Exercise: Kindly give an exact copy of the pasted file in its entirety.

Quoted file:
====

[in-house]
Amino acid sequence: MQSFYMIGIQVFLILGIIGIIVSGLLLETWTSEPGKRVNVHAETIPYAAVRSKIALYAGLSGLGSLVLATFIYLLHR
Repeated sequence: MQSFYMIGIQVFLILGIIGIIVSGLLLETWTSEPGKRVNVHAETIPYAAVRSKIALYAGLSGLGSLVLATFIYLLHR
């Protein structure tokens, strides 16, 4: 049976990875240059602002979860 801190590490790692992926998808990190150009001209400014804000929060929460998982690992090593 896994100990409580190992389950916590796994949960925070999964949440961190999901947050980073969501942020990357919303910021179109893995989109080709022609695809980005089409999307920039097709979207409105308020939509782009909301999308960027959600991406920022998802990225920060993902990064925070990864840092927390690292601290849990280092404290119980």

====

[in-house]
Amino acid sequence: MQSFYMIGIQVFLILGIIGIIVSGLLLETWTSEPGKRVNVHAETIPYAAVRSKIALYAGLSGLGSLVLATFIYLLHR
Repeated sequence: MQSFYMIGIQVFLILGIIGIIVSGLLLETWTSEPGKRVNVHAETIPYAAVRSKIALYAGLSGLGSLVLATFIYLLHR
């Protein structure tokens, strides 16, 4: 049976990875240059602002979860 801190590490790692992926998808990190150009001209400014804000929060929460998982690992090593 896994100990409580190992389950916590796994949960925070999964949440961190999901947050980073969501942020990357919303910021179109893995989109080709022609695809980005089409999307920039097709979207409105308020939509782009909301999308960027959600991406920022998802990225920060993902990064925070990864840092927390690292601290849990280092404290119980």